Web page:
Fuel price jump fails to budge UK inflation from one-year low

0
24
Fuel price jump fails to budge UK inflation from one-year low
Your Ad Here
your ad here
Advertise In Hull and East Yorkshire

LONDON (Reuters) – British inflation held at a one-year low in May despite a jump in fuel prices, leaving the chances of a Bank of England interest rate hike over the coming months finely balanced.

Consumer price inflation remained at 2.4 percent in May, its joint lowest annual rate since March 2017, the Office for National Statistics said on Wednesday. Economists had forecast 2.5 percent inflation in a Reuters poll.

Inflation hit a five-year high of 3.1 percent in November, pushed up by the pound’s tumble after June 2016’s Brexit vote and contributing to a squeeze on consumer spending that has slowed Britain’s economy.

(GRAPHIC: Inflation in the UK and the euro zone – tmsnrt.rs/2e52HBm)

The BoE expects inflation to pick up again in the coming months after rises in oil prices and energy bills, then fall back towards its 2 percent target.

The odds on a BoE rate increase in the next few months lengthened a bit after Wednesday’s figures on signs that any acceleration in inflation would be limited, Scotiabank economist Alan Clarke said.

Other recent data, pointing to only a slow recovery in the economy after a weak start to 2018, have also suggested the BoE is unlikely to see an urgent need to raise rates.

“It’s just not screaming ‘hike, hike, hike’ now,” Clarke said. While inflation might rise to 2.6 or 2.7 percent in June, it was likely to resume falling in July and be back at the BoE’s target of 2 percent by the end of the year.

“There’s plenty more downside to come,” he said.

But Andrew Sentance, a former BoE policymaker who advises accountants PwC, said inflation would stay around 2.5 percent.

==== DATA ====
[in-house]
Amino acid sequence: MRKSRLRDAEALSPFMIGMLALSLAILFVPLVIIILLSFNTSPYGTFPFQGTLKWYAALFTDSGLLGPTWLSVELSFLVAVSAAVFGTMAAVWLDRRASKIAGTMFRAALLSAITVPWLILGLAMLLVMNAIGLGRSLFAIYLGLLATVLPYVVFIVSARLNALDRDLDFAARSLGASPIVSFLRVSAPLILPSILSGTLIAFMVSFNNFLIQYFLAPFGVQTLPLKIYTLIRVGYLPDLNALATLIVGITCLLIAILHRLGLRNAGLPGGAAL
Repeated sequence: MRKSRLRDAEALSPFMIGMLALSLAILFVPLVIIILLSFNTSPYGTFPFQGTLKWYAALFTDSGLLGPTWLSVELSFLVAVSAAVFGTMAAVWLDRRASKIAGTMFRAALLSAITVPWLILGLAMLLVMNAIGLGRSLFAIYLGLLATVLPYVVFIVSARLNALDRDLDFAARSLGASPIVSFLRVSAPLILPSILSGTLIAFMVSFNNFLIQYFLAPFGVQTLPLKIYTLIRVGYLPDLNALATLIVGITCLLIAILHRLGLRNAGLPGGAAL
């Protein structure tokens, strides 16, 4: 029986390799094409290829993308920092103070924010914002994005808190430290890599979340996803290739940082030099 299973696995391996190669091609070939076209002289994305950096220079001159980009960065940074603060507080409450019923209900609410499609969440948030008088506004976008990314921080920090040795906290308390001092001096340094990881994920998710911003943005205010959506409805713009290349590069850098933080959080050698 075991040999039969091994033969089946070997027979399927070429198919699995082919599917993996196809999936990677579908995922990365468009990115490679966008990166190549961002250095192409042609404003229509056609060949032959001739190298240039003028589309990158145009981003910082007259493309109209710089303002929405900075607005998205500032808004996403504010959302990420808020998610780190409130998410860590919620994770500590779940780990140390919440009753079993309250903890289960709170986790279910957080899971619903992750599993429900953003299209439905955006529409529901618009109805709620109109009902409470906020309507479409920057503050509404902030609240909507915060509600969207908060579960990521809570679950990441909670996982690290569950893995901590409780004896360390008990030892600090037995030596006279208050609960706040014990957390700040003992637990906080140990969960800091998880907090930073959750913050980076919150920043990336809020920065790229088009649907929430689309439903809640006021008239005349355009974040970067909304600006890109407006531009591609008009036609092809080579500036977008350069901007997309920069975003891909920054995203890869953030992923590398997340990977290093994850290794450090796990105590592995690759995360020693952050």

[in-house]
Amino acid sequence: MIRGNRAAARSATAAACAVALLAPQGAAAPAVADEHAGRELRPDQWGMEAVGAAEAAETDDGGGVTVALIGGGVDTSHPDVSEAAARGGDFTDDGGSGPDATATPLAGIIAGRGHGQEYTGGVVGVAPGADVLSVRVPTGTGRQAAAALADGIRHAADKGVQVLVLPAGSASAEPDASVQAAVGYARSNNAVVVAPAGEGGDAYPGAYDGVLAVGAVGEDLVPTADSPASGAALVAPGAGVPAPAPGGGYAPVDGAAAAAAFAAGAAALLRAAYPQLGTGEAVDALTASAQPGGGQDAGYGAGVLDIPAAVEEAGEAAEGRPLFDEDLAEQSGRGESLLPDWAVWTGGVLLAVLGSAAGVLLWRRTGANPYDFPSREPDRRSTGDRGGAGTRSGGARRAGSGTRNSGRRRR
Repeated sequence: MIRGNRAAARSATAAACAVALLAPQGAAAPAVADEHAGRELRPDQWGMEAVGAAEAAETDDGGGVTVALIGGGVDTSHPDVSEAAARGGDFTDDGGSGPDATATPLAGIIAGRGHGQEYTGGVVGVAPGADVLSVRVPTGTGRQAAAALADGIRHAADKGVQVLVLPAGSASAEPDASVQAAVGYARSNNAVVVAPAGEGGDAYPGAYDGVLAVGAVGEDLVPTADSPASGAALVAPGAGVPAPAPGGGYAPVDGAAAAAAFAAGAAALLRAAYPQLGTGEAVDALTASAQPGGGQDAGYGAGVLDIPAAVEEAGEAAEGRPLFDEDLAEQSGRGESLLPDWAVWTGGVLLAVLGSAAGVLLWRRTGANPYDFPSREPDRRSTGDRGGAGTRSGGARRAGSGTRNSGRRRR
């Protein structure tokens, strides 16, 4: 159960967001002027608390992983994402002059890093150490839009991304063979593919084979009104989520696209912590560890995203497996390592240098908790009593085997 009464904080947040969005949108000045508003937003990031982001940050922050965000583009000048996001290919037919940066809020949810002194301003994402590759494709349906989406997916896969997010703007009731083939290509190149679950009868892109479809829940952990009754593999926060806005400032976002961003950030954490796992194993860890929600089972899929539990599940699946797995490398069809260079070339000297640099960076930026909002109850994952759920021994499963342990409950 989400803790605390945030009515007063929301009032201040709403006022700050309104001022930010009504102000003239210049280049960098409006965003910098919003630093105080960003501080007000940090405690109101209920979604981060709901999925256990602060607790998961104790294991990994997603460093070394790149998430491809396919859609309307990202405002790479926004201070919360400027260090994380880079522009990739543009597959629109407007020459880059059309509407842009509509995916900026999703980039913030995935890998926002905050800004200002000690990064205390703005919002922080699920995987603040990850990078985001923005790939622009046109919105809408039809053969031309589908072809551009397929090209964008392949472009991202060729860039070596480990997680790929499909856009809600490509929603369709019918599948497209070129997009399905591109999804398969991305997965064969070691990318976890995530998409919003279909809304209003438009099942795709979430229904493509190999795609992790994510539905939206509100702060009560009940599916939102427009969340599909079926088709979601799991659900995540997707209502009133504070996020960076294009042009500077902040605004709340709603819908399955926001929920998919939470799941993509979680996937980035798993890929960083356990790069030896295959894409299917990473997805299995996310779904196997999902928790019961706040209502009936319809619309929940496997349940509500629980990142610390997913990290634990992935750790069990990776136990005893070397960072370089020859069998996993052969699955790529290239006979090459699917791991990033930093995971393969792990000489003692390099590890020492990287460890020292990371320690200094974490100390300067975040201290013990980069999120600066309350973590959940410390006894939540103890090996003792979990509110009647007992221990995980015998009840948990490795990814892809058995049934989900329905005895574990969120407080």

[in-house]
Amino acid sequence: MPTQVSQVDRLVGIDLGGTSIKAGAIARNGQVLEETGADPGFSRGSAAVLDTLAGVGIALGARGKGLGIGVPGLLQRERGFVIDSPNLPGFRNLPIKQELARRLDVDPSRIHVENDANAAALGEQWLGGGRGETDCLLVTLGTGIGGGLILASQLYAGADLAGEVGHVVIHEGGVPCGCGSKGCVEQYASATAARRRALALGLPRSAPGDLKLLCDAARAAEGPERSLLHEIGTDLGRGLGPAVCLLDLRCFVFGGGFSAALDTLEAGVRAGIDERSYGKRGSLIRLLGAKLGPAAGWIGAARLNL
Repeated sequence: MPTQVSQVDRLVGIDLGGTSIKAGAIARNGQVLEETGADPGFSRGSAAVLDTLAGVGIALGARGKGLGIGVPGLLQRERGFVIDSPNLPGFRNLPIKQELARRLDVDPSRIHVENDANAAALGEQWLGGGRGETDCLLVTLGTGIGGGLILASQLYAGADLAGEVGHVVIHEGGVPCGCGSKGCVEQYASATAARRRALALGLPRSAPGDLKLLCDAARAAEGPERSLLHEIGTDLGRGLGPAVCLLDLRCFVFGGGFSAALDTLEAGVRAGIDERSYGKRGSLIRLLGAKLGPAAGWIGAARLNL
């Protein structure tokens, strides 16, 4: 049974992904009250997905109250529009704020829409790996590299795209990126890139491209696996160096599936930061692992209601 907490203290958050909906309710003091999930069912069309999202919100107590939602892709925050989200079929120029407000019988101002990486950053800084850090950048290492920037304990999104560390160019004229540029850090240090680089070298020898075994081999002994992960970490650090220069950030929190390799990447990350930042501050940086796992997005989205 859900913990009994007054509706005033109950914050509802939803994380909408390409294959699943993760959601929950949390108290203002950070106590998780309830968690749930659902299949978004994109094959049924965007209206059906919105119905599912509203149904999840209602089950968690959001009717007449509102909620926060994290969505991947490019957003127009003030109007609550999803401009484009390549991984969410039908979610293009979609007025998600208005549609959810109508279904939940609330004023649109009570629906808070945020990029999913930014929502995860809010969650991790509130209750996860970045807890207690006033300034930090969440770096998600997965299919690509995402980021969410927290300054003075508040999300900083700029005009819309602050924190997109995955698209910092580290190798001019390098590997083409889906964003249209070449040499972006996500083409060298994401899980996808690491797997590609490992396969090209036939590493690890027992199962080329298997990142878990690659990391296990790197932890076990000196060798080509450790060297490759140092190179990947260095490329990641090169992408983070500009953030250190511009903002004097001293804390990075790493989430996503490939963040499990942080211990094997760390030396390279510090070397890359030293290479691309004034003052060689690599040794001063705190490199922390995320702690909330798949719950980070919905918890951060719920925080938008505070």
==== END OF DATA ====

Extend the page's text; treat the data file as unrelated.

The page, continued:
“The UK (is) close to the bottom of the G7 growth league and close to the top of the inflation league. The combination of Brexit and the Bank’s reluctance to raise interest rates is creating a very uncomfortable position for the UK economy,” he said.

The BoE raised rates in November, the first increase since before the 2008 financial crisis. But weak first-quarter economic growth caused it to postpone an increase that had been widely expected for May.

Most economists polled by Reuters have said they expect a move in August, but soft April data on wages and industrial output have caused some to have doubts. Clarke said markets priced in only a 50 percent chance of an August rise.

Fuel prices rose in May by 3.8 percent, the biggest monthly amount since January 2011. Manufacturers are paying 40 percent more for oil than they were a year ago.

Shoppers browse in an Aldi store in London, Britain, February 15, 2018. REUTERS/Peter Summers

However, the fuel price rise was offset by a drop in the cost of computer games and smaller rises in energy bills than a year earlier.

Manufacturers’ raw-materials costs were 9.2 percent higher than in May 2017, boosted by the biggest monthly jump – 2.8 percent – since October 2016 and above all forecasts in a Reuters poll.

Editing by Toby Chopra, Larry King

31total visits,1visits today

get seen
in Hull and East Yorkshire
Previous articleMPs call for tougher pay gap rules
Next articleTennis-Konta, Barty cruise to victory at Nottingham
Local stories and news are all around us ! “Urban Myths” stories that have been passed down to us and have now become part of urban folklore. Tell us what urban myths you know and let readers comment below about what they know about the story. Points of interest. Do you know any interesting facts about Hull or East Yorkshire. Why are our telephone boxes cream and not red ? What and where’s the oldest building in the area. People with talent. Are you or do you now anyone with a talent, singer, dancer, artist etc they don’t have to be famous just local and talented from juggling to bedroom Dj’s let us know and we will showcase them here. We consider all types of contributions from local issues to national interest. Let Us Know

LEAVE A REPLY

Please enter your comment!
Please enter your name here